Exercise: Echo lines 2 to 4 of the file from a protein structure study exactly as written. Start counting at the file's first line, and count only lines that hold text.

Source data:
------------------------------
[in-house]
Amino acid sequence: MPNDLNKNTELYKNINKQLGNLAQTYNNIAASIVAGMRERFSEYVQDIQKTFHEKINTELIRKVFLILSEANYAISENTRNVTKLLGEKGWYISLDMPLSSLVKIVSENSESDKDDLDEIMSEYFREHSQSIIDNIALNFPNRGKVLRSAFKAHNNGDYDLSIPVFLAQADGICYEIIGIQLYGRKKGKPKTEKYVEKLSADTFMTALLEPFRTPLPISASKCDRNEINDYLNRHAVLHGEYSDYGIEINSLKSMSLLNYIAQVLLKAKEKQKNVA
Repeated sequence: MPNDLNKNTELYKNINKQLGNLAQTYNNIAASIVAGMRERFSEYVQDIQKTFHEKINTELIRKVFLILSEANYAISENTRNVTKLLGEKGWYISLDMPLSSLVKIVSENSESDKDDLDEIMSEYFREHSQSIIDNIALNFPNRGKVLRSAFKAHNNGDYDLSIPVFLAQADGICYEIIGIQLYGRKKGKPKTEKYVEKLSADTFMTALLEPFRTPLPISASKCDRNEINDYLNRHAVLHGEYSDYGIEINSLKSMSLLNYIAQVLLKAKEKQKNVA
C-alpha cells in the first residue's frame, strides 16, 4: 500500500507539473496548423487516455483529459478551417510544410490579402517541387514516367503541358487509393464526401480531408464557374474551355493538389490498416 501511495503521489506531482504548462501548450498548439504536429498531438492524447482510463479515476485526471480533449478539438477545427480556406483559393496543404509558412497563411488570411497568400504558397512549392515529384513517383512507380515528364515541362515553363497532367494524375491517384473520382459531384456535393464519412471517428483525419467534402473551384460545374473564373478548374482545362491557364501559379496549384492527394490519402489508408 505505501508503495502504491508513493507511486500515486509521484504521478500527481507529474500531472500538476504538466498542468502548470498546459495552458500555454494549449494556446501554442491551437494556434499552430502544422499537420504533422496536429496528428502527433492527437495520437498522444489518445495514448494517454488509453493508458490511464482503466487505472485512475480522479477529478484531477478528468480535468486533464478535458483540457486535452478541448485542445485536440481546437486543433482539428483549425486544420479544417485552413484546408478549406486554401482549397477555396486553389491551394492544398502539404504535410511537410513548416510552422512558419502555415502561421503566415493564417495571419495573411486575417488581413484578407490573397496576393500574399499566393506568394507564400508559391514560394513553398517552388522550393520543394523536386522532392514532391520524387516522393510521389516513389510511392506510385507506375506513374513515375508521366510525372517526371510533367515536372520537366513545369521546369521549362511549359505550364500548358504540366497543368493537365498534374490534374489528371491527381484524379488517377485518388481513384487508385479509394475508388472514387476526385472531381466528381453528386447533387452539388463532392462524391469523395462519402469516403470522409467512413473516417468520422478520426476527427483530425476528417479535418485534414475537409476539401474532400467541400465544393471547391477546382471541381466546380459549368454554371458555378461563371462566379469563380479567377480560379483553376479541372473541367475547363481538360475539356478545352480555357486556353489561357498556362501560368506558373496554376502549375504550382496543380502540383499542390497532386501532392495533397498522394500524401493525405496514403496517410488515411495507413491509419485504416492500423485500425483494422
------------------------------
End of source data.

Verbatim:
Amino acid sequence: MPNDLNKNTELYKNINKQLGNLAQTYNNIAASIVAGMRERFSEYVQDIQKTFHEKINTELIRKVFLILSEANYAISENTRNVTKLLGEKGWYISLDMPLSSLVKIVSENSESDKDDLDEIMSEYFREHSQSIIDNIALNFPNRGKVLRSAFKAHNNGDYDLSIPVFLAQADGICYEIIGIQLYGRKKGKPKTEKYVEKLSADTFMTALLEPFRTPLPISASKCDRNEINDYLNRHAVLHGEYSDYGIEINSLKSMSLLNYIAQVLLKAKEKQKNVA
Repeated sequence: MPNDLNKNTELYKNINKQLGNLAQTYNNIAASIVAGMRERFSEYVQDIQKTFHEKINTELIRKVFLILSEANYAISENTRNVTKLLGEKGWYISLDMPLSSLVKIVSENSESDKDDLDEIMSEYFREHSQSIIDNIALNFPNRGKVLRSAFKAHNNGDYDLSIPVFLAQADGICYEIIGIQLYGRKKGKPKTEKYVEKLSADTFMTALLEPFRTPLPISASKCDRNEINDYLNRHAVLHGEYSDYGIEINSLKSMSLLNYIAQVLLKAKEKQKNVA
C-alpha cells in the first residue's frame, strides 16, 4: 500500500507539473496548423487516455483529459478551417510544410490579402517541387514516367503541358487509393464526401480531408464557374474551355493538389490498416 501511495503521489506531482504548462501548450498548439504536429498531438492524447482510463479515476485526471480533449478539438477545427480556406483559393496543404509558412497563411488570411497568400504558397512549392515529384513517383512507380515528364515541362515553363497532367494524375491517384473520382459531384456535393464519412471517428483525419467534402473551384460545374473564373478548374482545362491557364501559379496549384492527394490519402489508408 505505501508503495502504491508513493507511486500515486509521484504521478500527481507529474500531472500538476504538466498542468502548470498546459495552458500555454494549449494556446501554442491551437494556434499552430502544422499537420504533422496536429496528428502527433492527437495520437498522444489518445495514448494517454488509453493508458490511464482503466487505472485512475480522479477529478484531477478528468480535468486533464478535458483540457486535452478541448485542445485536440481546437486543433482539428483549425486544420479544417485552413484546408478549406486554401482549397477555396486553389491551394492544398502539404504535410511537410513548416510552422512558419502555415502561421503566415493564417495571419495573411486575417488581413484578407490573397496576393500574399499566393506568394507564400508559391514560394513553398517552388522550393520543394523536386522532392514532391520524387516522393510521389516513389510511392506510385507506375506513374513515375508521366510525372517526371510533367515536372520537366513545369521546369521549362511549359505550364500548358504540366497543368493537365498534374490534374489528371491527381484524379488517377485518388481513384487508385479509394475508388472514387476526385472531381466528381453528386447533387452539388463532392462524391469523395462519402469516403470522409467512413473516417468520422478520426476527427483530425476528417479535418485534414475537409476539401474532400467541400465544393471547391477546382471541381466546380459549368454554371458555378461563371462566379469563380479567377480560379483553376479541372473541367475547363481538360475539356478545352480555357486556353489561357498556362501560368506558373496554376502549375504550382496543380502540383499542390497532386501532392495533397498522394500524401493525405496514403496517410488515411495507413491509419485504416492500423485500425483494422